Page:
Sturgill has seen other welfare recipients placed in fast-food or cleaning jobs as training. It's honest work, but when their time is up, the workers aren't prepared to do anything that will enable them to support their families, Sturgill said.
"I feel very strongly a welfare worker should not be an indentured servant," Sturgill said.
It's not supposed to work that way, said Charlie Workman, who runs the welfare office in Wayne County.
"We're trying to make sure placements do lead to employment," Workman said. "Because of time limits placed on people, they can't afford not to train for something."
Although the work incentives are old and have had uneven levels of success, there's more emphasis on them under the new rules, Workman said.
The Wayne County Board of Education, for example, recently entered an agreement to hire workers and train them to be bus drivers, custodians and aides.
Another work-incentive program, called JOIN, allows welfare recipients to work for either nonprofit or for-profit companies. The company pays a $1-an-hour training stipend for 32 hours a week as part of the state and federal program.
It's up to state officials to make sure companies don't take advantage of $1-an-hour trainees to replace higher-paid workers.
"They can't fill vacant positions," Workman said. "We make sure that doesn't happen. We make a lot of inquiries with employers beforehand."
Companies that have recently laid off workers or otherwise downsized are not eligible, he said.
"They don't get free labor. This is a training program. It's not to support their work force. We've learned down through the years who's trustworthy and who's not."
Not only have welfare recipients had to adjust to new rules, but so have the social workers who serve them.
Under the old rules, workers spent most of their time figuring out if people were poor enough to qualify for help. They met welfare recipients once every six months or a year in most cases.
Now, welfare recipients are required to sign "personal responsibility contracts" outlining all the things they agree to do to collect a check. Some are the same for everyone, such as keeping children in school, cooperating to collect child support payments or getting children vaccinated. Others vary with the individual and include how they will go about getting a job or more training.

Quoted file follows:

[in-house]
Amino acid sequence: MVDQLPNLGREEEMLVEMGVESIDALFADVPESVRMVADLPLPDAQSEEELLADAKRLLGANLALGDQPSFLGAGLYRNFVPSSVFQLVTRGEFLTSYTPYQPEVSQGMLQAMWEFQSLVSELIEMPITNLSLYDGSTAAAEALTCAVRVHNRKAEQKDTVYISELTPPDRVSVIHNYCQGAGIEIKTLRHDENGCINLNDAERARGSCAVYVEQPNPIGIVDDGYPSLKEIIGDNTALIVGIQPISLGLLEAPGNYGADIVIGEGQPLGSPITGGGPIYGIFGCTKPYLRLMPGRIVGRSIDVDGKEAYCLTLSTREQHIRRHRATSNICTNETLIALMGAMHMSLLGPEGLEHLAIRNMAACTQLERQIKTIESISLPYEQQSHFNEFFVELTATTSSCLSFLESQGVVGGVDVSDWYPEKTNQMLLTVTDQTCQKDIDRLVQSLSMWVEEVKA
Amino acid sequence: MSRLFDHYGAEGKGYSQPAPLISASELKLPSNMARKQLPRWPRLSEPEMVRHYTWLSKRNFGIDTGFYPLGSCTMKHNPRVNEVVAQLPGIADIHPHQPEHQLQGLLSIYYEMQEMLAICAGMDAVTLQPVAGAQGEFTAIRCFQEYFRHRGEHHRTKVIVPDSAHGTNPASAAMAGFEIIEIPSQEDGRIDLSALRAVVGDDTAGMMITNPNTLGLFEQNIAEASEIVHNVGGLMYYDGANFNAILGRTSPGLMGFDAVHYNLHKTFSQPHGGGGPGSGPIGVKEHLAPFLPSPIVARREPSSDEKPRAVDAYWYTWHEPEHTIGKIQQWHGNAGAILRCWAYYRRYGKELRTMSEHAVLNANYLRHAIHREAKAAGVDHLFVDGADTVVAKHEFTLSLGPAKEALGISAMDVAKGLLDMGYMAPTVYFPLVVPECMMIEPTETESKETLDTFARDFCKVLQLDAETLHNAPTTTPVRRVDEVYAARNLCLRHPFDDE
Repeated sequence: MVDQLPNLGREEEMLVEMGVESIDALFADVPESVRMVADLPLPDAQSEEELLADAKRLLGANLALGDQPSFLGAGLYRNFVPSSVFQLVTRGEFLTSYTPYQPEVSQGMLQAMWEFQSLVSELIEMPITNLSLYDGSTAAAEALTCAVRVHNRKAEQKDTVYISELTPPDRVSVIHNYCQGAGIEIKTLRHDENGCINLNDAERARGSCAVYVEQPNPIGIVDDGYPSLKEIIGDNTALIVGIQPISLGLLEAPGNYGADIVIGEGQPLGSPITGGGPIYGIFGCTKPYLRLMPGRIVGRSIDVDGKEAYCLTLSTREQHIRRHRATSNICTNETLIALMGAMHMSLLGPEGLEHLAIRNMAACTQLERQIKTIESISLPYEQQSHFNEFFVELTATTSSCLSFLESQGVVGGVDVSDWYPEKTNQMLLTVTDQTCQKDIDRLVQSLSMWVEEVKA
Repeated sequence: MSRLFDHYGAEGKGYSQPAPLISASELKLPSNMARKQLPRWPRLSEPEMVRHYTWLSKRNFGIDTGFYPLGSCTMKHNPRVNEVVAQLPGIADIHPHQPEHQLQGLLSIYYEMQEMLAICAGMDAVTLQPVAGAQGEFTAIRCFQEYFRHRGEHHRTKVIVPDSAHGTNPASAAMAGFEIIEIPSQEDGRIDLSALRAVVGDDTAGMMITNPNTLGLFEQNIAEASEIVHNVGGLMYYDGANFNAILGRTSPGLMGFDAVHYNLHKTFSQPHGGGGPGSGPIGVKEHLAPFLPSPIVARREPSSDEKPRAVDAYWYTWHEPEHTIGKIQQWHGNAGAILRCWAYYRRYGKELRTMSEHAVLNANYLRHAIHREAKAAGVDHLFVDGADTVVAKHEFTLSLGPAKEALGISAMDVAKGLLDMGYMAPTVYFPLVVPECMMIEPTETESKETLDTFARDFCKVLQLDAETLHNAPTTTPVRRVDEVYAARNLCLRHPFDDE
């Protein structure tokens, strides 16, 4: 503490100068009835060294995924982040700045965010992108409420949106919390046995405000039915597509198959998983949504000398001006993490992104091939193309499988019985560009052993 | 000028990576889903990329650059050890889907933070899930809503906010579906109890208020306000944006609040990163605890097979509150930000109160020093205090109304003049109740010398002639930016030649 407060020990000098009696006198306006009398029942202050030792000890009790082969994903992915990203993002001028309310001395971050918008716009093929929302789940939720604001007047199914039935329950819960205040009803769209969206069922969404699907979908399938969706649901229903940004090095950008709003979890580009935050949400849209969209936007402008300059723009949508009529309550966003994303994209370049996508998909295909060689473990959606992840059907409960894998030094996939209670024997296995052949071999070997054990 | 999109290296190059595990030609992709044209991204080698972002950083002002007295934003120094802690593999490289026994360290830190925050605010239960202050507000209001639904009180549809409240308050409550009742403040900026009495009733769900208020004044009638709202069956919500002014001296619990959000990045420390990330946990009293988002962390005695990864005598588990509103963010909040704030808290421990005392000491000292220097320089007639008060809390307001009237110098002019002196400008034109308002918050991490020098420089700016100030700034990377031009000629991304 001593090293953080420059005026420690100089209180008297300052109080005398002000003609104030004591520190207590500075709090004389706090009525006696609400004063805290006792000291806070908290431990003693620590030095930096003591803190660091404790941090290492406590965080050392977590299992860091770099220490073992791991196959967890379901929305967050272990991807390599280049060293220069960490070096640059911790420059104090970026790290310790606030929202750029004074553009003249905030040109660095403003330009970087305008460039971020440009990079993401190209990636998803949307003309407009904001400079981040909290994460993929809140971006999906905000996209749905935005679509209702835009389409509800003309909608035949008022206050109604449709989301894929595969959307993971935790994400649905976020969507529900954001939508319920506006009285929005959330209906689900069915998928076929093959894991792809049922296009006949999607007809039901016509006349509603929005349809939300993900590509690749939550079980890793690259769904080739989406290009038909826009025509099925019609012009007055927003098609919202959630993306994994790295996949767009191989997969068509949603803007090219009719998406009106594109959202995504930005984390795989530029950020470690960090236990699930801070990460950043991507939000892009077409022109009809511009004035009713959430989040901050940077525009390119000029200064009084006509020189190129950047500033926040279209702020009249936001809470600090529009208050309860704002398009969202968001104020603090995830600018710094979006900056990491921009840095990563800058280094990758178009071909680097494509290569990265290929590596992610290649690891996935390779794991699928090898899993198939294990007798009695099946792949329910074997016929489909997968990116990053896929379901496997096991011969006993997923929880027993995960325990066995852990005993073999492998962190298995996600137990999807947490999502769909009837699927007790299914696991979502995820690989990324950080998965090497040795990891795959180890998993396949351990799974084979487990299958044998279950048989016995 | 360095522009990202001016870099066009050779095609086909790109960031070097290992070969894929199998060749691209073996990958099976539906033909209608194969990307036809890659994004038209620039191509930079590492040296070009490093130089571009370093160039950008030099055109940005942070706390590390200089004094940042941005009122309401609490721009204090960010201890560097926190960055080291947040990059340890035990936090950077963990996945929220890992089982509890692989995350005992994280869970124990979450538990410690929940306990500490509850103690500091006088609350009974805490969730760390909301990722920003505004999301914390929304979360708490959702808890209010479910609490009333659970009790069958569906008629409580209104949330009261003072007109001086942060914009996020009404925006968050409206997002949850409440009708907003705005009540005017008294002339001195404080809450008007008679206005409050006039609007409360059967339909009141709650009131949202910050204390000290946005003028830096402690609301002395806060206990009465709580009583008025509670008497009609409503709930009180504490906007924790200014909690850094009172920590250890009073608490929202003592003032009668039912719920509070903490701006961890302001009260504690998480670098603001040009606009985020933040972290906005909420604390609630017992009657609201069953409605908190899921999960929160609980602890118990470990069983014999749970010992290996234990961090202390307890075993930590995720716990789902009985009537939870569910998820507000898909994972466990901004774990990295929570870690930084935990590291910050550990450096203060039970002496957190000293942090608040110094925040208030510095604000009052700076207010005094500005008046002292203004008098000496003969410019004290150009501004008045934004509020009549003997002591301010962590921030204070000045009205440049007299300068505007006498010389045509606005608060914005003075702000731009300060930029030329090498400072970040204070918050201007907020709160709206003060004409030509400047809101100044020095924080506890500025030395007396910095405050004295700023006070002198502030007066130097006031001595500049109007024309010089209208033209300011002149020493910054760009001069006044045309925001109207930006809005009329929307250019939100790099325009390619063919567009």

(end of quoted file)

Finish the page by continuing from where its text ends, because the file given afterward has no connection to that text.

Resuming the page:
That means workers must sit down with each family and sift out the family's individual needs and talents. That takes longer. So each worker can handle fewer families.
Pauline Sturgill, Fugate's boss and director of Starting Points, a nonprofit office in Crum, Wayne County, that helps low-income people, says people are being cut off of welfare, but they're not necessarily able to find work.
"It's a different type of situation," Workman said. "The new job title is family support specialist. They will be more of a case manager than a case worker. As a case manager, they work one on one with customers, helping customers achieve self-sufficiency through various means.
"They may have to help come up with other resources. They help come up with referrals to other agencies they may not be aware of, transportation or day-care needs."
Wayne County's eight workers who enforce the new rules started with about 100 cases each in January. With closures, they're down to about 70 cases each, Workman said.
"That's almost manageable," he said. "If we do everything we need to do with face-to-face contacts, and we keep all the workers healthy, 75 per worker is what we would try to shoot for."
Workers who handle food stamps and Medicaid still have 500 or 550 cases each. If the caseload ever drops to 450 each, "We'll be doing well," he said.
The Kanawha County welfare office plans to assign 100 cases to each of its 31 workers when West Virginia Works takes effect next month.
That's lower than the 400 or more cases handled by 26 workers now, said Community Services Manager Troy Posey.